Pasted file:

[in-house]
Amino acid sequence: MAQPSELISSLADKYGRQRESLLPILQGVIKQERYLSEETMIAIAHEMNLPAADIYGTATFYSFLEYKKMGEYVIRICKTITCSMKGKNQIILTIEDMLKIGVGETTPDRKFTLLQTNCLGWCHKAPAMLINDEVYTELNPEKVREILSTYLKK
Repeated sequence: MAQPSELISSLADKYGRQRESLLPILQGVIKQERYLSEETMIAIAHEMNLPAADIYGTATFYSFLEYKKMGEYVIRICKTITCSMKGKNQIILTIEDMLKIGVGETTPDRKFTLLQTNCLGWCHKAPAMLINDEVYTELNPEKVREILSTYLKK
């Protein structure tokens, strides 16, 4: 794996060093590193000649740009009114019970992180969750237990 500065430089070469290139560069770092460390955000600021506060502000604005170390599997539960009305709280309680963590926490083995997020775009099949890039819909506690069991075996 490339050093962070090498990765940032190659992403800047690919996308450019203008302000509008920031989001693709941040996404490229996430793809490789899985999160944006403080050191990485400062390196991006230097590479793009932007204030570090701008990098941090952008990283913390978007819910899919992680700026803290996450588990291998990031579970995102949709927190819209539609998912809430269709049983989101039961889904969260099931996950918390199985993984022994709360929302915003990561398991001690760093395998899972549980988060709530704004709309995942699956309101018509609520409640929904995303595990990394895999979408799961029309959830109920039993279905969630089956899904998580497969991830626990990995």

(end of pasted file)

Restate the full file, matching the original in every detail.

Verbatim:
[in-house]
Amino acid sequence: MAQPSELISSLADKYGRQRESLLPILQGVIKQERYLSEETMIAIAHEMNLPAADIYGTATFYSFLEYKKMGEYVIRICKTITCSMKGKNQIILTIEDMLKIGVGETTPDRKFTLLQTNCLGWCHKAPAMLINDEVYTELNPEKVREILSTYLKK
Repeated sequence: MAQPSELISSLADKYGRQRESLLPILQGVIKQERYLSEETMIAIAHEMNLPAADIYGTATFYSFLEYKKMGEYVIRICKTITCSMKGKNQIILTIEDMLKIGVGETTPDRKFTLLQTNCLGWCHKAPAMLINDEVYTELNPEKVREILSTYLKK
């Protein structure tokens, strides 16, 4: 794996060093590193000649740009009114019970992180969750237990 500065430089070469290139560069770092460390955000600021506060502000604005170390599997539960009305709280309680963590926490083995997020775009099949890039819909506690069991075996 490339050093962070090498990765940032190659992403800047690919996308450019203008302000509008920031989001693709941040996404490229996430793809490789899985999160944006403080050191990485400062390196991006230097590479793009932007204030570090701008990098941090952008990283913390978007819910899919992680700026803290996450588990291998990031579970995102949709927190819209539609998912809430269709049983989101039961889904969260099931996950918390199985993984022994709360929302915003990561398991001690760093395998899972549980988060709530704004709309995942699956309101018509609520409640929904995303595990990394895999979408799961029309959830109920039993279905969630089956899904998580497969991830626990990995």